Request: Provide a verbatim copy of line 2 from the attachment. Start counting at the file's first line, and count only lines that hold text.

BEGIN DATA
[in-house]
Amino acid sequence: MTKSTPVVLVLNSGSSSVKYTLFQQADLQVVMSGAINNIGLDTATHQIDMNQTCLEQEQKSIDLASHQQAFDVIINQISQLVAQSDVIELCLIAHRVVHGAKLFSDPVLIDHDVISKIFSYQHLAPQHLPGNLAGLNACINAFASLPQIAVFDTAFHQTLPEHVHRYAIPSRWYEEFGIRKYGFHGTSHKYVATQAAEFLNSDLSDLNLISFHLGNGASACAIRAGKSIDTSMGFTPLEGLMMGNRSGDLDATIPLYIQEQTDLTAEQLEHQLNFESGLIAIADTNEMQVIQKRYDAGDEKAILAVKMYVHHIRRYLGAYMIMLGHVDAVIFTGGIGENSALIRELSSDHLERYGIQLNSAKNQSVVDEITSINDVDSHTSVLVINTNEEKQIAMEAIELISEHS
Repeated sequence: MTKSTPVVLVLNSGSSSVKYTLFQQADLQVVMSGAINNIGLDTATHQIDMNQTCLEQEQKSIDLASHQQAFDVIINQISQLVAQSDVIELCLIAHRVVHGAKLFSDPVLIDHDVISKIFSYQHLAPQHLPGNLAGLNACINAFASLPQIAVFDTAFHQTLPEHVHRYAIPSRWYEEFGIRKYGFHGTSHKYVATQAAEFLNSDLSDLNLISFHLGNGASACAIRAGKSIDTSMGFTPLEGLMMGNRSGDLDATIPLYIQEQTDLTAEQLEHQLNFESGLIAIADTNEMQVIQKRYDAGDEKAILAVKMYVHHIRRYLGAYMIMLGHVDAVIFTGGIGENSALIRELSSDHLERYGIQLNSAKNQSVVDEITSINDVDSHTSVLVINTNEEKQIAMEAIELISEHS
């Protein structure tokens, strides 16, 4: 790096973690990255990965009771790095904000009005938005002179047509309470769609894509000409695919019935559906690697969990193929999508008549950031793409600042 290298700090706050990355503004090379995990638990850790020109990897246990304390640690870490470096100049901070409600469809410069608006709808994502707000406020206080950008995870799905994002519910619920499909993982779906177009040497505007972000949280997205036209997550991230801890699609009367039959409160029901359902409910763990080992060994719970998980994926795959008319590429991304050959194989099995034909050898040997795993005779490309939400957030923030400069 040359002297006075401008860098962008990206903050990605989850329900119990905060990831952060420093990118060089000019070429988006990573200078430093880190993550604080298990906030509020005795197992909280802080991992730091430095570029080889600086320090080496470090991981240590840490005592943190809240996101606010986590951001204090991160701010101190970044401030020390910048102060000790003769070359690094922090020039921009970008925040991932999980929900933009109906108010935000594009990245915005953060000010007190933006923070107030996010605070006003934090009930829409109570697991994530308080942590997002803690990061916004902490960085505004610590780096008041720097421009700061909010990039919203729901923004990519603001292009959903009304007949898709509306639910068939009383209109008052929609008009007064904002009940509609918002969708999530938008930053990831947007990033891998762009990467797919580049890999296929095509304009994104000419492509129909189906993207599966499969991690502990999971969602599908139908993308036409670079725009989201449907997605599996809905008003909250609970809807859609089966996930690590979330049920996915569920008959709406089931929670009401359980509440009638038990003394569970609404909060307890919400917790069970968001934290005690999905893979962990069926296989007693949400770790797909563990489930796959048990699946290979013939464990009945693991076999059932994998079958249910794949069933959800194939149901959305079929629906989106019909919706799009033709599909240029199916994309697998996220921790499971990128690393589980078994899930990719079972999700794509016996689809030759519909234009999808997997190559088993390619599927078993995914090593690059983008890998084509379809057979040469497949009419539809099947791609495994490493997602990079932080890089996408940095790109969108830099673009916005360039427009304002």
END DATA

Amino acid sequence: MTKSTPVVLVLNSGSSSVKYTLFQQADLQVVMSGAINNIGLDTATHQIDMNQTCLEQEQKSIDLASHQQAFDVIINQISQLVAQSDVIELCLIAHRVVHGAKLFSDPVLIDHDVISKIFSYQHLAPQHLPGNLAGLNACINAFASLPQIAVFDTAFHQTLPEHVHRYAIPSRWYEEFGIRKYGFHGTSHKYVATQAAEFLNSDLSDLNLISFHLGNGASACAIRAGKSIDTSMGFTPLEGLMMGNRSGDLDATIPLYIQEQTDLTAEQLEHQLNFESGLIAIADTNEMQVIQKRYDAGDEKAILAVKMYVHHIRRYLGAYMIMLGHVDAVIFTGGIGENSALIRELSSDHLERYGIQLNSAKNQSVVDEITSINDVDSHTSVLVINTNEEKQIAMEAIELISEHS